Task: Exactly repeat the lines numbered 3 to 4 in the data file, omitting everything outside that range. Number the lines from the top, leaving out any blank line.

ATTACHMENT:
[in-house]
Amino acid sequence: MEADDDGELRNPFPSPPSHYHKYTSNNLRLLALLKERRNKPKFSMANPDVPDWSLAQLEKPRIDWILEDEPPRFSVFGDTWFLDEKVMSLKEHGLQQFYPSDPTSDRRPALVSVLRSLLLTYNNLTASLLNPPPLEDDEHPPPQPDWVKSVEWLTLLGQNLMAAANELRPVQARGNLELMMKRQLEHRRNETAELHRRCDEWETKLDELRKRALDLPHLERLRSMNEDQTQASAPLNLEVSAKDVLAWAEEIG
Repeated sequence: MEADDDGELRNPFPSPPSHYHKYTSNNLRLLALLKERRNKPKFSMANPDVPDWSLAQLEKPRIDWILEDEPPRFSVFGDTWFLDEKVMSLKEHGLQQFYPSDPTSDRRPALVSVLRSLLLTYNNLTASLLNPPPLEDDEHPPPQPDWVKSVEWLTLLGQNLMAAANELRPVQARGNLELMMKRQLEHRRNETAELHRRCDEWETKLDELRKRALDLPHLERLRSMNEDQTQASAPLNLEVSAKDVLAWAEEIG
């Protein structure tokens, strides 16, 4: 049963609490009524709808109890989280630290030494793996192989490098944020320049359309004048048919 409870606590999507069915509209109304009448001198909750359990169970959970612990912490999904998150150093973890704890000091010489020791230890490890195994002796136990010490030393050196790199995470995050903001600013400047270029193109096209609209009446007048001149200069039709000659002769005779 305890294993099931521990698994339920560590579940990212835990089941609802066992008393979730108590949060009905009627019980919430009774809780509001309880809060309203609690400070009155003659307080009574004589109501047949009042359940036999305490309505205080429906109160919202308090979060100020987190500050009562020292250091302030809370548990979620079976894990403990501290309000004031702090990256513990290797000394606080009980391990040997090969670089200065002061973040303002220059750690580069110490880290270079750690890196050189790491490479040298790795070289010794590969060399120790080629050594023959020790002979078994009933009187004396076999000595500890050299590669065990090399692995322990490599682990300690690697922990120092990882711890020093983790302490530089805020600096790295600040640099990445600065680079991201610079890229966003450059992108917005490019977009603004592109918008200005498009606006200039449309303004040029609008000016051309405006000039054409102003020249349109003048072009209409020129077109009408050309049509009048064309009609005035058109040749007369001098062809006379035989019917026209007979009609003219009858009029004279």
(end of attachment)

Repeated sequence: MEADDDGELRNPFPSPPSHYHKYTSNNLRLLALLKERRNKPKFSMANPDVPDWSLAQLEKPRIDWILEDEPPRFSVFGDTWFLDEKVMSLKEHGLQQFYPSDPTSDRRPALVSVLRSLLLTYNNLTASLLNPPPLEDDEHPPPQPDWVKSVEWLTLLGQNLMAAANELRPVQARGNLELMMKRQLEHRRNETAELHRRCDEWETKLDELRKRALDLPHLERLRSMNEDQTQASAPLNLEVSAKDVLAWAEEIG
């Protein structure tokens, strides 16, 4: 049963609490009524709808109890989280630290030494793996192989490098944020320049359309004048048919 409870606590999507069915509209109304009448001198909750359990169970959970612990912490999904998150150093973890704890000091010489020791230890490890195994002796136990010490030393050196790199995470995050903001600013400047270029193109096209609209009446007048001149200069039709000659002769005779 305890294993099931521990698994339920560590579940990212835990089941609802066992008393979730108590949060009905009627019980919430009774809780509001309880809060309203609690400070009155003659307080009574004589109501047949009042359940036999305490309505205080429906109160919202308090979060100020987190500050009562020292250091302030809370548990979620079976894990403990501290309000004031702090990256513990290797000394606080009980391990040997090969670089200065002061973040303002220059750690580069110490880290270079750690890196050189790491490479040298790795070289010794590969060399120790080629050594023959020790002979078994009933009187004396076999000595500890050299590669065990090399692995322990490599682990300690690697922990120092990882711890020093983790302490530089805020600096790295600040640099990445600065680079991201610079890229966003450059992108917005490019977009603004592109918008200005498009606006200039449309303004040029609008000016051309405006000039054409102003020249349109003048072009209409020129077109009408050309049509009048064309009609005035058109040749007369001098062809006379035989019917026209007979009609003219009858009029004279």